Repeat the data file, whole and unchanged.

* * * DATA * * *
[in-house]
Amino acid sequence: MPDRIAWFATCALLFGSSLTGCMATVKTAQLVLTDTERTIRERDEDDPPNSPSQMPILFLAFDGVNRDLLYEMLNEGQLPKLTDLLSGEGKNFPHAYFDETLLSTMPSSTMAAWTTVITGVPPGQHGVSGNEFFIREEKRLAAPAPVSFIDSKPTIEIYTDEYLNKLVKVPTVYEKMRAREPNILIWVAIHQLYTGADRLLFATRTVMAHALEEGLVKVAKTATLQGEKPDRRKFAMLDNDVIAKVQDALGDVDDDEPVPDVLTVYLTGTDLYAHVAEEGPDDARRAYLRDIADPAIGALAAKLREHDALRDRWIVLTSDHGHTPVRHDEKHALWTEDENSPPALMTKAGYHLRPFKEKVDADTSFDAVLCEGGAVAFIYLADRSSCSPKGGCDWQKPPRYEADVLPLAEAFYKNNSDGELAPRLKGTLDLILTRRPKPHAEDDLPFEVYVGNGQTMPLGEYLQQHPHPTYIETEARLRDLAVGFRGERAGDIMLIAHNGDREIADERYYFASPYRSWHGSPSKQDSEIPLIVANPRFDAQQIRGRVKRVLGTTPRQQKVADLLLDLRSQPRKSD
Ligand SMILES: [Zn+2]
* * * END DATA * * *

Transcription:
[in-house]
Amino acid sequence: MPDRIAWFATCALLFGSSLTGCMATVKTAQLVLTDTERTIRERDEDDPPNSPSQMPILFLAFDGVNRDLLYEMLNEGQLPKLTDLLSGEGKNFPHAYFDETLLSTMPSSTMAAWTTVITGVPPGQHGVSGNEFFIREEKRLAAPAPVSFIDSKPTIEIYTDEYLNKLVKVPTVYEKMRAREPNILIWVAIHQLYTGADRLLFATRTVMAHALEEGLVKVAKTATLQGEKPDRRKFAMLDNDVIAKVQDALGDVDDDEPVPDVLTVYLTGTDLYAHVAEEGPDDARRAYLRDIADPAIGALAAKLREHDALRDRWIVLTSDHGHTPVRHDEKHALWTEDENSPPALMTKAGYHLRPFKEKVDADTSFDAVLCEGGAVAFIYLADRSSCSPKGGCDWQKPPRYEADVLPLAEAFYKNNSDGELAPRLKGTLDLILTRRPKPHAEDDLPFEVYVGNGQTMPLGEYLQQHPHPTYIETEARLRDLAVGFRGERAGDIMLIAHNGDREIADERYYFASPYRSWHGSPSKQDSEIPLIVANPRFDAQQIRGRVKRVLGTTPRQQKVADLLLDLRSQPRKSD
Ligand SMILES: [Zn+2]